And if I can give you a statistic or a number, like 2,139 DACA recipients have been convicted of crime — that sounds scary. That number is big. It’s weighty. It sounds precise, objective. Sometimes the number is wrong, but a lot of times, that number could even be right, and you can still carry an argument that’s misleading. And the only way that we can overcome that is to be able to ask questions of the data and graphics and statistics in the same way we ask questions of a car dealership or a car salesman or something that’s trying to sell us a car.  You start asking, “Well, how does this car compare to others? Or ” Why is this car, the odometer down to zero. This looks like it’s from 1970 or something.” 

These are the kinds of things that we want to be asking of data. We want to compare apples to apples. We want to see where there might be cherry picking. We want to see where there might be misrepresentations in percentages. We want to look at whether the axes have been manipulated. These are things that anyone can do.  Actually, I’ve been teaching it to my 9-year-old and 6-year-old. Anyone can do it, but we need to create that habit of mind, and I don’t think the education system is doing enough to teach data reasoning the same way we teach other subjects. I think we need to integrate it in everything we do and so that we can fight back to this military-grade, misinformation disinformation.

Denver: I have a hunch your 9-year-old and 6-year-old are teaching you a lot of stuff, too. 

Jevin: They’re calling BS on me all the time. Just like with my students, when my kids call BS on me, I absolutely love it! I want to create a culture where that’s OK because we all make mistakes. And there are some places where you just feel sometimes offended; we don’t want that. We want to do it to make us smarter. If we do it in a good way, it will make us all smarter.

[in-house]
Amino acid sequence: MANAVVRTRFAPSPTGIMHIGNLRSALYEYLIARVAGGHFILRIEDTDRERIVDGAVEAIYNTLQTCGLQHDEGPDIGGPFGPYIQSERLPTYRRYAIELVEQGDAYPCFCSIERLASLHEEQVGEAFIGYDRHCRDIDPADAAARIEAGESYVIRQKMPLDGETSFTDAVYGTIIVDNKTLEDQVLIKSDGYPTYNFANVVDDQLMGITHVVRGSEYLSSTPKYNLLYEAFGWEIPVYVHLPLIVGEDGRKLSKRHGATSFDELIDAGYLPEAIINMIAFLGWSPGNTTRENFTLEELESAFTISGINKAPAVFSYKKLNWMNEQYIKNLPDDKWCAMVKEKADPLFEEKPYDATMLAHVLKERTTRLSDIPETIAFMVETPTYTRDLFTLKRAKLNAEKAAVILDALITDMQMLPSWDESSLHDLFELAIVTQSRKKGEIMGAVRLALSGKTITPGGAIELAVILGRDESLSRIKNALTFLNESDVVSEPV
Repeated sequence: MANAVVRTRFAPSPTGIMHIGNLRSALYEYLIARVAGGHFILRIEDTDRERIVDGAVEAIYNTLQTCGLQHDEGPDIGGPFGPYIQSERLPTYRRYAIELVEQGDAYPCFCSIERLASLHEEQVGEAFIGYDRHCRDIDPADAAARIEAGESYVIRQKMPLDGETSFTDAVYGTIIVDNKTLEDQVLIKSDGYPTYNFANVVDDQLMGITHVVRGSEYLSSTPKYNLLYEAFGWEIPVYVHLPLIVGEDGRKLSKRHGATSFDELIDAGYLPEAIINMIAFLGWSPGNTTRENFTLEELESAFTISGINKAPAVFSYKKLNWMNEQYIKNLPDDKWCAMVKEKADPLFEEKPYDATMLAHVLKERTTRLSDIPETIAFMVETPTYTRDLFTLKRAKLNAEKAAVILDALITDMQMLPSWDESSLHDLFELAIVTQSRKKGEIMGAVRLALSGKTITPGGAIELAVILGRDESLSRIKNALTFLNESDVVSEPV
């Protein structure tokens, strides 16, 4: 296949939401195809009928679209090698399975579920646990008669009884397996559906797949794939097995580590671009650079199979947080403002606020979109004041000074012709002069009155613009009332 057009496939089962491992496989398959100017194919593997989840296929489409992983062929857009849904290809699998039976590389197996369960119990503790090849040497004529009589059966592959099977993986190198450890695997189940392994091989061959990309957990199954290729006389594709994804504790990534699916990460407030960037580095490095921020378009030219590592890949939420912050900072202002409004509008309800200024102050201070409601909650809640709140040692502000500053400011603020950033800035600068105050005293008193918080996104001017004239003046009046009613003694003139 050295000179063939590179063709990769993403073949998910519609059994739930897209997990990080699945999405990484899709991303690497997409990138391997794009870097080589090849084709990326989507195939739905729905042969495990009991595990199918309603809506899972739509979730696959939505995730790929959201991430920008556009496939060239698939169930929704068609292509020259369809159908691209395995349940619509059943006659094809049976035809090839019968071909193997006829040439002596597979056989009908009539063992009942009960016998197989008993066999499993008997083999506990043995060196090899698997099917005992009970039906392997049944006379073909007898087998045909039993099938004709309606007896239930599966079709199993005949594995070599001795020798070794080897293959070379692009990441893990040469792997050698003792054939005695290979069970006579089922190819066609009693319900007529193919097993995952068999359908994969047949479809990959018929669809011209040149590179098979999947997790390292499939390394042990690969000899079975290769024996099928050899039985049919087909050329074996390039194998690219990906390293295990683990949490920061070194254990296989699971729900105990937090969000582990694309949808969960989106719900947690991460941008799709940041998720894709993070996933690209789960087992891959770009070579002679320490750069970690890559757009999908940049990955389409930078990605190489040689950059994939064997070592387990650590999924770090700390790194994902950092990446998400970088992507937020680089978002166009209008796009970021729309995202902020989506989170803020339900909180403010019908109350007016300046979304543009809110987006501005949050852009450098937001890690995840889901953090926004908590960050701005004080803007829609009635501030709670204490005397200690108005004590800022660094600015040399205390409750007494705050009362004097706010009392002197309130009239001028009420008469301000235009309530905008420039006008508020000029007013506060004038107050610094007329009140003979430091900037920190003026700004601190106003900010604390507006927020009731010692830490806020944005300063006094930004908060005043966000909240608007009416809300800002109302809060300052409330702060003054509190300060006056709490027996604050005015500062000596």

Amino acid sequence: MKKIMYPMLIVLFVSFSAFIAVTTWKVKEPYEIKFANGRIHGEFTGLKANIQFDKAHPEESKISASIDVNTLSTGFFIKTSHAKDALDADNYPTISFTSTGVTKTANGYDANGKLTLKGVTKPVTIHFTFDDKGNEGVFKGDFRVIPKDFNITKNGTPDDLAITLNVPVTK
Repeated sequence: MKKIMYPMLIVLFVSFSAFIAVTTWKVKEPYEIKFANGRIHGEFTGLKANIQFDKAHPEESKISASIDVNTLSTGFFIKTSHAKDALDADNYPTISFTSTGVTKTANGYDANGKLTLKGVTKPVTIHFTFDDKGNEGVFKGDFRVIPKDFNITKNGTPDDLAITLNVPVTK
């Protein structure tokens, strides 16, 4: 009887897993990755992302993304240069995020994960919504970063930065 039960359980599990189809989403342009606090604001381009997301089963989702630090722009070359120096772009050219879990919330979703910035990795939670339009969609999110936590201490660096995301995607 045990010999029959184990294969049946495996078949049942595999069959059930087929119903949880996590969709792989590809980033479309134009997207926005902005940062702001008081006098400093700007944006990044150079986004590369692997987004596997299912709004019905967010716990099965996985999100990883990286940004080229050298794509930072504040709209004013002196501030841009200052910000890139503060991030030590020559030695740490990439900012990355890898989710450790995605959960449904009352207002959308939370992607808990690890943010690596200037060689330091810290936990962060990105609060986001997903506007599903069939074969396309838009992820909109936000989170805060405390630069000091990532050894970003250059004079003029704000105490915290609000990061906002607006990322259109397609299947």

Denver: Talk about science, the way it’s understood, the way it’s reported, and the role it plays in us being so skeptical. Don’t wear a mask; wear a mask. I think you mentioned before: red wine. That’s a classic. Good for my heart, bad for my heart, odd and even weeks. How does it all go? What don’t we understand about how science works and how it’s reported?

Jevin: I think it’s so critical that we do better in science in communicating the limits of science — what it can say and what it can’t say — and that it should be updating. It’s got a process set up that is meant to do self-correction, that is meant for us to update when new data comes in. 

And so, this idea that mask, no mask — that can be confusing to the public, and it can reduce some of that trust. They can say, “Well, wait a minute. Two months ago, you were telling me “no mask.” Now, you’re saying masks.” And in that case, I think there really was a flood, both maybe on the science because the science hadn’t gotten in far enough, and also communication there, too. That was a pure communication issue.